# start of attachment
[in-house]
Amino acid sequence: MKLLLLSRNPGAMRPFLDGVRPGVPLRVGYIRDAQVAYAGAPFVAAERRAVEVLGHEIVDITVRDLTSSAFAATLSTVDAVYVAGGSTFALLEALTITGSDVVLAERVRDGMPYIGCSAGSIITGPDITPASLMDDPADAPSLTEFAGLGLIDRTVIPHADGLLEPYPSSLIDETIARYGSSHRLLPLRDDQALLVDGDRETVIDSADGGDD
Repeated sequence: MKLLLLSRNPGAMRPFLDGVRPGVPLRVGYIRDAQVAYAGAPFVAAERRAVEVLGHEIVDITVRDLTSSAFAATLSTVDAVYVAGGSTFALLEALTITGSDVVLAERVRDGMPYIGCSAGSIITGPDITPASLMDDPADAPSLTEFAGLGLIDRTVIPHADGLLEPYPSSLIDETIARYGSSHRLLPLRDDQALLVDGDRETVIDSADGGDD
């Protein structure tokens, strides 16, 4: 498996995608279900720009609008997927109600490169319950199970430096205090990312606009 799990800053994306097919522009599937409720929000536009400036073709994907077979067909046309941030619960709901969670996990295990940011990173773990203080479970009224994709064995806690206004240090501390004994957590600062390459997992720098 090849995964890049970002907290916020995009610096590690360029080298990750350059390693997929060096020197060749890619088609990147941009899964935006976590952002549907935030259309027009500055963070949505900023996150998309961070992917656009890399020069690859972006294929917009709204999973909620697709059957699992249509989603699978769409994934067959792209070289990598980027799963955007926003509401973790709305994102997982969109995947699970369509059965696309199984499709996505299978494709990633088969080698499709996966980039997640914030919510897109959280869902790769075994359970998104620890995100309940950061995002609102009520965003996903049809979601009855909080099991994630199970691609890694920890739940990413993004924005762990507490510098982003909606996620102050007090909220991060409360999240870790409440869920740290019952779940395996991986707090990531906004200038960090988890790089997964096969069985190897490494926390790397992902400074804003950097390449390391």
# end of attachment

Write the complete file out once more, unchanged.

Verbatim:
[in-house]
Amino acid sequence: MKLLLLSRNPGAMRPFLDGVRPGVPLRVGYIRDAQVAYAGAPFVAAERRAVEVLGHEIVDITVRDLTSSAFAATLSTVDAVYVAGGSTFALLEALTITGSDVVLAERVRDGMPYIGCSAGSIITGPDITPASLMDDPADAPSLTEFAGLGLIDRTVIPHADGLLEPYPSSLIDETIARYGSSHRLLPLRDDQALLVDGDRETVIDSADGGDD
Repeated sequence: MKLLLLSRNPGAMRPFLDGVRPGVPLRVGYIRDAQVAYAGAPFVAAERRAVEVLGHEIVDITVRDLTSSAFAATLSTVDAVYVAGGSTFALLEALTITGSDVVLAERVRDGMPYIGCSAGSIITGPDITPASLMDDPADAPSLTEFAGLGLIDRTVIPHADGLLEPYPSSLIDETIARYGSSHRLLPLRDDQALLVDGDRETVIDSADGGDD
């Protein structure tokens, strides 16, 4: 498996995608279900720009609008997927109600490169319950199970430096205090990312606009 799990800053994306097919522009599937409720929000536009400036073709994907077979067909046309941030619960709901969670996990295990940011990173773990203080479970009224994709064995806690206004240090501390004994957590600062390459997992720098 090849995964890049970002907290916020995009610096590690360029080298990750350059390693997929060096020197060749890619088609990147941009899964935006976590952002549907935030259309027009500055963070949505900023996150998309961070992917656009890399020069690859972006294929917009709204999973909620697709059957699992249509989603699978769409994934067959792209070289990598980027799963955007926003509401973790709305994102997982969109995947699970369509059965696309199984499709996505299978494709990633088969080698499709996966980039997640914030919510897109959280869902790769075994359970998104620890995100309940950061995002609102009520965003996903049809979601009855909080099991994630199970691609890694920890739940990413993004924005762990507490510098982003909606996620102050007090909220991060409360999240870790409440869920740290019952779940395996991986707090990531906004200038960090988890790089997964096969069985190897490494926390790397992902400074804003950097390449390391």